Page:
Hugh McInnish, American Thinker, August 1, 2017
Well, now – my congressman has launched a small tsunami. Mo Brooks occupies the seat for North Alabama, including Huntsville, where I live. This is the seat for which I ran some years ago and lost by 23 votes out of the 50,000 cast in the Republican primary.
Mr. Trump’s appointment of our senator, Jeff Sessions, to his Cabinet as attorney general has cast our state’s politics into turmoil, bordering on chaos. By state law, the governor must appoint someone to occupy the seat as an interim senator until the next regular election in 2020, at which time a candidate will be elected for a full term. At that time, the governor was Robert Bentley, M.D., a dermatologist from Tuscaloosa.
But it happened that Bentley had fallen prey to a serious neurosis: he was in love, and in an illicit relationship with an attractive aide, the sickness being made all the more severe by his age. Secret tapes were available. They were released to the public. They painted a torrid, Hollywood-style romance, with each member being married to another. The affair cast the governor in a most negative light, and in addition, there were accusations of unlawful behavior on his part. Finally, the inevitable call to impeach the governor came, and it looked serious – so serious that Bentley resigned. But before doing so, he appointed Luther Strange, the Alabama attorney general, to Sessions’s vacant Senate seat. By virtue of his position, Strange would be the very one who would be the top prosecutor should Bentley go to trial. And this prosecutor would have just received a golden political plum from the very man he would be prosecuting.
If you like really juicy politics, you are about to get it in full measure as we transition to Washington and the White House.
Sen. Sessions was one of Trump’s earliest and most loyal supporters, but Trump, whose ire is apparently raised relatively easily, had it skyrocket when Sessions recused himself from any investigation involving Hillary Clinton and any investigation bearing on the phantom case of Russia meddling in our election. The president proceeded to publicly excoriate him.
A weaker man would have said to Hell with it and resigned. But not Jeff. He declared that he would stay put and do the job for which Trump had nominated him. And so there it stands – at least at the moment I am writing this.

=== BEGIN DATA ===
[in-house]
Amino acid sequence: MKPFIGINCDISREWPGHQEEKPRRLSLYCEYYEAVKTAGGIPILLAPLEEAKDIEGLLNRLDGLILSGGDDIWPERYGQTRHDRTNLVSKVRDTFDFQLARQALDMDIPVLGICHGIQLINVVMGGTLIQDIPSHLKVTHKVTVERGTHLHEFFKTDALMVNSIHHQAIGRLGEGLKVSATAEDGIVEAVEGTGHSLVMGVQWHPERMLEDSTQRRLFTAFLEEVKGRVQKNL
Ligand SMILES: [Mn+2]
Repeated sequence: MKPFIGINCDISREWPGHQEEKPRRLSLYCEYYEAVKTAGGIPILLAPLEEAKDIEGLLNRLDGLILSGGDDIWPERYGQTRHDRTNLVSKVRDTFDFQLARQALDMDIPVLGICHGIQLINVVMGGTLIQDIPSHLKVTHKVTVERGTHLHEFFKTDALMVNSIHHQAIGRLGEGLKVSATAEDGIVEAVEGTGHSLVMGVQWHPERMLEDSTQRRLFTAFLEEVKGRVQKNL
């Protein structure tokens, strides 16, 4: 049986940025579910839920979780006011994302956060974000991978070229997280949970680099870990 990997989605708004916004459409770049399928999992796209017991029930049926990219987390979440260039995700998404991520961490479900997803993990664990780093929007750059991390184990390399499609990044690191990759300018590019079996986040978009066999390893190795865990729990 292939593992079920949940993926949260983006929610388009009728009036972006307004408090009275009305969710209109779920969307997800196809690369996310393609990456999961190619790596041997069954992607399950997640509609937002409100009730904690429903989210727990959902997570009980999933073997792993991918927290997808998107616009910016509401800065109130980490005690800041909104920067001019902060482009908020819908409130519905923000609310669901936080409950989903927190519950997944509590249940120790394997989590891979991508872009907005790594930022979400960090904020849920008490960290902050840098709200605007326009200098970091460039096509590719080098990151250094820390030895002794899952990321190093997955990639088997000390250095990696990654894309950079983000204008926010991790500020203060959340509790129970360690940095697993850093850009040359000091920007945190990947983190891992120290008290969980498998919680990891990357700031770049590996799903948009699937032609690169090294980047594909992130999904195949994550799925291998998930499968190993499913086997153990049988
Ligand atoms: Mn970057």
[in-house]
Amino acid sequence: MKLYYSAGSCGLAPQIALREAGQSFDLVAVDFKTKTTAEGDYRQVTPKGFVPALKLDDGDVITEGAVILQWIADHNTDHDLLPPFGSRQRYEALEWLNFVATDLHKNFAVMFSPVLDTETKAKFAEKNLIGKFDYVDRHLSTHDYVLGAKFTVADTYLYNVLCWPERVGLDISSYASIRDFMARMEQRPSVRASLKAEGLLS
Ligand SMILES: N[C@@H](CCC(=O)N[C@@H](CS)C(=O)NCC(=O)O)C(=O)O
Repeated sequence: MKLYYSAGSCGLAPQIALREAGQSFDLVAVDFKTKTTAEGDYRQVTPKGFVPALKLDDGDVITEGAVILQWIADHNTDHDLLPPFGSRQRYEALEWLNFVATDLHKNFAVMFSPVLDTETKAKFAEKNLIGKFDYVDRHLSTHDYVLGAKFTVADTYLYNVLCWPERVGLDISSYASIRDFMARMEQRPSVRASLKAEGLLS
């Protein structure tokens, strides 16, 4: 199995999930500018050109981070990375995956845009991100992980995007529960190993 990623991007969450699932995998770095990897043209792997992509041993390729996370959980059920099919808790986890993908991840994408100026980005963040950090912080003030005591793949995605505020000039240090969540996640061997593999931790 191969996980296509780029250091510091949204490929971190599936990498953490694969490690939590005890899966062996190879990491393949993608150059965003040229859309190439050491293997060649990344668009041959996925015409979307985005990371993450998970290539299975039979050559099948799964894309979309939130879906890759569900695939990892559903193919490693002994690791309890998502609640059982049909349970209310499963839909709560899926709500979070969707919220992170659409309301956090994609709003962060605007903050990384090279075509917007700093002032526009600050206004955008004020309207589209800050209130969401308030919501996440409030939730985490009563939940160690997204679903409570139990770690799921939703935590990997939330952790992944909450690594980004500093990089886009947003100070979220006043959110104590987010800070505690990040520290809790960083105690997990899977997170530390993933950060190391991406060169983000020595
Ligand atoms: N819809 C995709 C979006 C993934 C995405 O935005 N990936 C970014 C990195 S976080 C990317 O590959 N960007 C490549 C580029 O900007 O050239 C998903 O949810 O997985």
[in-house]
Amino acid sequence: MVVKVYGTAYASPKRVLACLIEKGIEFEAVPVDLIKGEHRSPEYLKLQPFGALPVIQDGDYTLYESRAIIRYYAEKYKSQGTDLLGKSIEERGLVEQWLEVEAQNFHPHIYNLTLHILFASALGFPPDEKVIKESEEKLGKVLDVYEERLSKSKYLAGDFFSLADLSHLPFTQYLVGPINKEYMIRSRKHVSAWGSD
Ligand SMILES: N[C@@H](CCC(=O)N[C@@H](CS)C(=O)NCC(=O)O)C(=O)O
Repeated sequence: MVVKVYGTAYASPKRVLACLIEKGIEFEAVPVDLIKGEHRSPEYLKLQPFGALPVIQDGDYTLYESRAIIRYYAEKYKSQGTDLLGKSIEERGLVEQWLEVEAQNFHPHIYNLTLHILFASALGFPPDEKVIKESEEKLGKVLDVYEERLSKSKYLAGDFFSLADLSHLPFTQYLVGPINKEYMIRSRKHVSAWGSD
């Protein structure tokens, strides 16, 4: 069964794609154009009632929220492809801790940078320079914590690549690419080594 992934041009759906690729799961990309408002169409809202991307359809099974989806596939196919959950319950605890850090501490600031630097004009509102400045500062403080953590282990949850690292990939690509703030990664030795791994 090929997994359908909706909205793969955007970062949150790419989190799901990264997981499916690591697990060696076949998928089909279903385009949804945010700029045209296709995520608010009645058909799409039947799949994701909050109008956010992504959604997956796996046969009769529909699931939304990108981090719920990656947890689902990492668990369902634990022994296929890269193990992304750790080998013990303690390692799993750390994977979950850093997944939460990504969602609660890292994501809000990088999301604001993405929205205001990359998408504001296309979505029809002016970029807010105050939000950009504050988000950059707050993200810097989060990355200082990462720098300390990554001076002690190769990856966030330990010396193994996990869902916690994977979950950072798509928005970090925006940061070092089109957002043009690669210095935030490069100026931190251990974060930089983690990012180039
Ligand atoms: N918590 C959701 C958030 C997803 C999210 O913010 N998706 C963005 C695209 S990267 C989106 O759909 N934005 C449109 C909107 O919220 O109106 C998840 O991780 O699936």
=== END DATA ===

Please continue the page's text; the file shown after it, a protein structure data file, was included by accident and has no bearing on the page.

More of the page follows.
Enter my longtime friend, Mo Brooks. Said Mo to the world, “If all the other candidates on the GOP ticket for the Senate in the special election will withdraw, I will, too.” Then, with no Republican left on the GOP ticket, the GOP State Committee would be authorized to select a candidate of their choosing. And according to the Brooks Plan, who do you suppose that might be? Why, Mr. Jeff Sessions, of course!
Jeff, by now tired of Trump’s serial discourtesies, would resign as attorney general and accept his party’s nomination to fill again his old Senate seat – and, riding his immense popularity and respect, would win!
He would serve as the epitome of the Southern gentleman, supporting Trump whenever he could, never showing a scintilla of anger or regret. But then – as the 2020 election draws nigh – the GOP electorate, now grown weary of the Trumpian antics, and restless for a change, would naturally turn to Sessions, deck him with garlands worthy of a Roman hero, and elect him president!
Should Mo pull this off, he will have his oversized picture on page 1 above the fold in newspapers across the country. But Mo, should he be struck with an episode of sanity, knows perfectly well that it will go nowhere. And the reason is much too obvious: there are eight other ambitious Republicans in the race, and if just one balks and refuses to withdraw, that will void Mr. Brooks’s proposal. Remember: he said he will withdraw if all the others do.
One of the eight has already made clear his refusal. Luther Strange, occupying Jeff’s seat as an interim senator, spoke to our local paper, The Huntsville Times: “This is what a candidate does when he learns he’s plummeted to a distant third and is desperate to get attention. Shame on Congressman Brooks for his lack of faith in President Trump’s Attorney General[‘s] commitment to work together to make America great again.”
So we should dismiss this ethereal cockamamie idea.
But wait – are we sure? Depending on exactly how things evolve as we count down to year 2020, Jeff Sessions could declare his candidacy for president without asking anyone to drop out of any race. President Sessions? It’s not far-fetched. In fact, some years ago, I attempted to spark a Draft Jeff Sessions Drive. It drew the support of a few local officeholders, went so far as to get me and my inchoate effort mentioned in “The Hill,” but went no farther. At the time, Jeff was not ready for such a thing, but he told me “he might be willing to ‘do something’ in the future.” So the idea is unlikely to shock him.
We don’t know what might happen, but we can predict without fear of contradiction that something will happen, and it won’t be dull.